Scripts of all of Asia
Gutturals Palatals Retrofelxes/Cerebrals Dentals Labials The following chart shows the only two letters that differ between the Bengali and Assamese scripts. Semivowels Sibliants & Aspirate This next chart shows the full vowel forms, they appear at the begining of words, or as the second vowel of diphthongs. Note An S» in parentheses indicates a South Indian vowel — they sound almost indentical to their Northern counterparts, but are shorter. The ‘regular’ E and O in the Southern scripts sound more drawn out. So, in Southern languages, «o(S)» sounds like ‘Joe’ and «o» sounds more like ‘co-owner’. Here are how consonants normally connect with vowels. For example purposes, the letter «k» is used in all languages.
Each script has a different way of creating consonants compounds, so be careful! These pages aren’t for mastery in any of these scripts — but maybe to get a start learning one, or observing the similartites between scripts.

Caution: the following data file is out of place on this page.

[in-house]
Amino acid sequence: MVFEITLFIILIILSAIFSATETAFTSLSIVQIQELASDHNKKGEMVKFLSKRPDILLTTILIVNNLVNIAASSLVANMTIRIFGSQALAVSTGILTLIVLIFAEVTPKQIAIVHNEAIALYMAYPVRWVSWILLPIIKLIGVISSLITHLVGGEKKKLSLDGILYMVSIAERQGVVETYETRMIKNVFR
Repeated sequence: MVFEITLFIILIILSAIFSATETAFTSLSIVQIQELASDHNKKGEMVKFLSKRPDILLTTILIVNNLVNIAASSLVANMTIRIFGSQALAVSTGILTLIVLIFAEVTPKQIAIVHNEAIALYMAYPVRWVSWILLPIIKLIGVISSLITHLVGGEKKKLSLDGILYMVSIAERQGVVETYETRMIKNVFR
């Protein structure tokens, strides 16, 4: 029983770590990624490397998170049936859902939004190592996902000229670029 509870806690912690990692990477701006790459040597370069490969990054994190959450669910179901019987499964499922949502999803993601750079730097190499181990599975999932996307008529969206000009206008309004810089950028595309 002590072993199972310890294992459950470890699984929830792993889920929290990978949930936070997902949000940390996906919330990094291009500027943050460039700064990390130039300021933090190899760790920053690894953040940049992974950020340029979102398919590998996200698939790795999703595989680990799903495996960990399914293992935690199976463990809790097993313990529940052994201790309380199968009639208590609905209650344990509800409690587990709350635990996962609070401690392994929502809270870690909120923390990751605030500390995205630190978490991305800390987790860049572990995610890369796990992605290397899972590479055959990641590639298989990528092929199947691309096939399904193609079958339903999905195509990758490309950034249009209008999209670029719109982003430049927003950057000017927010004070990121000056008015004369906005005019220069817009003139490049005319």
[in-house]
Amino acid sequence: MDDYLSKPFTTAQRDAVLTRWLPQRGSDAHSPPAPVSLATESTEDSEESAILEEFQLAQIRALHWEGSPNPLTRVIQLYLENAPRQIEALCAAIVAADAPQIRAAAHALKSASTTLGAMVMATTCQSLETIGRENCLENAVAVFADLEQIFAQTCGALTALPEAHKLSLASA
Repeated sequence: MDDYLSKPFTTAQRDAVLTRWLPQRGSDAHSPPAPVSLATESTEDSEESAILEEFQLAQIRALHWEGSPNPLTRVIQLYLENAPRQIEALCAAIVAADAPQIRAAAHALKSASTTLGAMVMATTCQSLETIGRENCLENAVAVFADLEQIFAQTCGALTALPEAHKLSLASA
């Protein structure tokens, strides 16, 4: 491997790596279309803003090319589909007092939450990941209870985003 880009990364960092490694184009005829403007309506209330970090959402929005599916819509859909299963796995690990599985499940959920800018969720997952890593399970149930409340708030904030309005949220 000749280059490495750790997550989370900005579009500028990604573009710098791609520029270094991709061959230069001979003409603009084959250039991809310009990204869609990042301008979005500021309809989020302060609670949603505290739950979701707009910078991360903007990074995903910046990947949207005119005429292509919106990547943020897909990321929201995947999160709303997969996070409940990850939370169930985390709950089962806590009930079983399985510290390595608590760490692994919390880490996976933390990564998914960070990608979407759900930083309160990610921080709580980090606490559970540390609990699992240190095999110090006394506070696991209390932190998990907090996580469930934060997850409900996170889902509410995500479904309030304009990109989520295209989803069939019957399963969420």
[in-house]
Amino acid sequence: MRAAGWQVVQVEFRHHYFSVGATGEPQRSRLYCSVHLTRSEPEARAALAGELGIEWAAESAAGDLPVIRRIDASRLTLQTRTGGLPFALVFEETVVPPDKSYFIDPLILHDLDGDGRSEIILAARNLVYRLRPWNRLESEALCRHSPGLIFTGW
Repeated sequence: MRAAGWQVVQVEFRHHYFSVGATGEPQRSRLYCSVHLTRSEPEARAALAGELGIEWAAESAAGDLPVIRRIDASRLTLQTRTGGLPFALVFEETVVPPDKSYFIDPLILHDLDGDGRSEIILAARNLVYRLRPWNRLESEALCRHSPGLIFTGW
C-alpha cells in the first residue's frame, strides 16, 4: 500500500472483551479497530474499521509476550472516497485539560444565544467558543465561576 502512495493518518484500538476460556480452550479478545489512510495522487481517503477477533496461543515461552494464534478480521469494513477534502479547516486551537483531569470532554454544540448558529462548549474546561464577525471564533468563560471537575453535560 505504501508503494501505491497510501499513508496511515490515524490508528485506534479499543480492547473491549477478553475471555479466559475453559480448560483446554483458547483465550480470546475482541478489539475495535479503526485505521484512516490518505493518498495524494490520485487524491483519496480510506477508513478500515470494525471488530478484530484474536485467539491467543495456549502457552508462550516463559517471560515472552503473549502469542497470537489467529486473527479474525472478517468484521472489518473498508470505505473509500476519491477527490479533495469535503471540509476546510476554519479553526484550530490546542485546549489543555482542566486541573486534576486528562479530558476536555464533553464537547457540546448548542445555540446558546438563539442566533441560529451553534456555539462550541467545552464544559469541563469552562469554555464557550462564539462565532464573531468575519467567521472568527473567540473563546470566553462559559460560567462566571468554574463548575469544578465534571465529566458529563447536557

Consonants followed by an «h» show aspiration (extra air blown out), so do not pronounce «th» like ‘the’, or «ph» like ‘phone’.
«V» is sometimes pronounced like ‘w’
«C» is pronounced like ‘chew’ — so «ch» is like ‘thatch-house’
«S'» is prnounced like ‘shoe’
«S.» is like ‘sh’ but I’ve heard it described as being more chesty than «S'»
Guttural — pronounced from the back of the throat
Palatal — pronounced with the tounge against the roof of the mouth
Retroflex — pronounced with the tounge curled back and then comng forward
Dental — pronounced with the tip of the tounge touching the back of the teeth — so the dental «t» and «d» are softer than English t’s and ds
Labials — pronounced with the lips starting together
Sibilant — prodicing a sound like ‘s’ or ‘sh’
Aspirate — extra air exhaled — (commonly, differences are hard to tell between most unaspirated and aspirated consonants in speaking)